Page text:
But today’s world is no place for a poet, at least not for one with skin as thin mine, so I laid my quill aside and, with a sigh, set my sights on more prosaic pastures. My own failure as a poet, however, gives me great admiration for anyone who stays at it, and even greater admiration for anyone willing to provide poets with a venue, an area in which to be appreciated. Caron Andregg and Robert Wynne, the co-editors and publishers of Cider Press Review, have done just that, and their journal is not only a labor of love, but a bastion of hope for struggling poets and poetry lovers everywhere.
The latest issue of the journal opens with a poem titled “About the Type” by Marilyn McCabe. As its title suggests, the poem consists of an imaginary note on the type in a book set in a font called Requiem. Yet Requiem, the poet notes, has fallen out of use. The irony, of course, is that while the typeface is no longer used, it is, nonetheless, the typeface used in the book that the poet imagines. In many ways, it can be argued that this is the state of poetry in the modern world: while the pundits of cultural production and mass media may insist that the poem is a form of communication that is itself “now out of use,” poetry continues to resurface and prove that reports of its death are grossly exaggerated—as demonstrated, of course, by Cider Press Review and other journals like it.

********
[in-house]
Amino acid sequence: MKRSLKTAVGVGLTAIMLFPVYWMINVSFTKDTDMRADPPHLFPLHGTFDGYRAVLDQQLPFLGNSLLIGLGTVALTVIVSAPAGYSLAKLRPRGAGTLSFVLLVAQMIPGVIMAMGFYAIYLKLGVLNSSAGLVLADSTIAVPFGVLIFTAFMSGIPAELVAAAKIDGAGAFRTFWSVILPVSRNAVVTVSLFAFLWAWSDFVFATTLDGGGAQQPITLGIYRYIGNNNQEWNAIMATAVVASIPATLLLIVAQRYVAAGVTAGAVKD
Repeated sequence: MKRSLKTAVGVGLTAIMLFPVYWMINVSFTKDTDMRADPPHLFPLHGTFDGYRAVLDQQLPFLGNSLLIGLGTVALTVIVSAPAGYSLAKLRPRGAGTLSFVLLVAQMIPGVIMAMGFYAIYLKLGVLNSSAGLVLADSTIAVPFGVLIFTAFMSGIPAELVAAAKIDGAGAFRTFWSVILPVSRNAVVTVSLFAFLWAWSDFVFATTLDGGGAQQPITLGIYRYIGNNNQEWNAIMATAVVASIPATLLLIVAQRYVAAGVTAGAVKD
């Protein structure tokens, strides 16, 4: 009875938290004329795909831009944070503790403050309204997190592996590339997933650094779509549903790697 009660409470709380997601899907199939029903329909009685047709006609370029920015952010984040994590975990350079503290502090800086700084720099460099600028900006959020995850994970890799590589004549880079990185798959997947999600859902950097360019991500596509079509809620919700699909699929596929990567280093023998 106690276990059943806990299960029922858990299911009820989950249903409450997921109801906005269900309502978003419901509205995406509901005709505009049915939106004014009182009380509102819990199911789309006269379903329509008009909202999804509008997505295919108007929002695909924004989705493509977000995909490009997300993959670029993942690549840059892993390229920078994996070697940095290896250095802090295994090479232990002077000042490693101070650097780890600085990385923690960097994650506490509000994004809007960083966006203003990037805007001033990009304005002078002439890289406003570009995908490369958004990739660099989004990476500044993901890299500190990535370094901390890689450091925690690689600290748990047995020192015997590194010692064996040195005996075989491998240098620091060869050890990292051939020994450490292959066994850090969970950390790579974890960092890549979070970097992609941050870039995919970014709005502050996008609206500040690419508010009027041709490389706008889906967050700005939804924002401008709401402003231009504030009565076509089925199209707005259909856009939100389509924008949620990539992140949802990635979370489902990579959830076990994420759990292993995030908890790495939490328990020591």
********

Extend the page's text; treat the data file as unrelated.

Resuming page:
Another poem in this edition of CPR that caught my eye was “Night of Broken Stars” by Brian Lutz. Ostensibly a love poem, this piece takes the conceit of William Shakespeare’s Sonnet 130 into the free-verse realm of a gothic American October. Where Shakespeare finds beauty in the black wires of his subject’s hair and the reek of his subject’s breath, Lutz finds beauty in “the undusted room” and likens it to the “second hand/of working things ticking.”
Overall, Cider Press Review does a wonderful job of collecting the poetry of new and exciting voices as well as that of award-winning poets from around the world. The latest issue is nearly 150 pages long, perfect bound, with a bright, beautiful cover. If you’re a poet, you certainly can’t go wrong in subscribing to this gem of a journal.